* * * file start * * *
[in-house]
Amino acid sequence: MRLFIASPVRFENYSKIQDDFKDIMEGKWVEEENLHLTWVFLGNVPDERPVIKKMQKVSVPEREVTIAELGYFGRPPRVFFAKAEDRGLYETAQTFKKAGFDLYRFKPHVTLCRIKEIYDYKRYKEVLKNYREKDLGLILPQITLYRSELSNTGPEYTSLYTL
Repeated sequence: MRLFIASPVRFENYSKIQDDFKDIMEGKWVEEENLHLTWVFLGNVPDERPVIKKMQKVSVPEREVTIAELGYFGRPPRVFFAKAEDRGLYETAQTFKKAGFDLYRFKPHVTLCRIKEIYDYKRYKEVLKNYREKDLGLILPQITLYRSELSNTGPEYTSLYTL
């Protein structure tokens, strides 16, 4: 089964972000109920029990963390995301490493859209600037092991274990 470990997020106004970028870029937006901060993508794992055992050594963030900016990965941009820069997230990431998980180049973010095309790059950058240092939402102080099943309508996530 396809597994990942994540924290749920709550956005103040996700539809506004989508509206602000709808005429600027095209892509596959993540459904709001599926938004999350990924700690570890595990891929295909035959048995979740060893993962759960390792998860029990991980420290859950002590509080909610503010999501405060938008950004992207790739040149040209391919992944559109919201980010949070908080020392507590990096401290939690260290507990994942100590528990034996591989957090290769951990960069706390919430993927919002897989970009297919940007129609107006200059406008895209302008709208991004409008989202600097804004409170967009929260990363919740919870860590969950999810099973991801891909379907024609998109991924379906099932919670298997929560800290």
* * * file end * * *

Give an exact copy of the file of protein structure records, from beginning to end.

[in-house]
Amino acid sequence: MRLFIASPVRFENYSKIQDDFKDIMEGKWVEEENLHLTWVFLGNVPDERPVIKKMQKVSVPEREVTIAELGYFGRPPRVFFAKAEDRGLYETAQTFKKAGFDLYRFKPHVTLCRIKEIYDYKRYKEVLKNYREKDLGLILPQITLYRSELSNTGPEYTSLYTL
Repeated sequence: MRLFIASPVRFENYSKIQDDFKDIMEGKWVEEENLHLTWVFLGNVPDERPVIKKMQKVSVPEREVTIAELGYFGRPPRVFFAKAEDRGLYETAQTFKKAGFDLYRFKPHVTLCRIKEIYDYKRYKEVLKNYREKDLGLILPQITLYRSELSNTGPEYTSLYTL
């Protein structure tokens, strides 16, 4: 089964972000109920029990963390995301490493859209600037092991274990 470990997020106004970028870029937006901060993508794992055992050594963030900016990965941009820069997230990431998980180049973010095309790059950058240092939402102080099943309508996530 396809597994990942994540924290749920709550956005103040996700539809506004989508509206602000709808005429600027095209892509596959993540459904709001599926938004999350990924700690570890595990891929295909035959048995979740060893993962759960390792998860029990991980420290859950002590509080909610503010999501405060938008950004992207790739040149040209391919992944559109919201980010949070908080020392507590990096401290939690260290507990994942100590528990034996591989957090290769951990960069706390919430993927919002897989970009297919940007129609107006200059406008895209302008709208991004409008989202600097804004409170967009929260990363919740919870860590969950999810099973991801891909379907024609998109991924379906099932919670298997929560800290």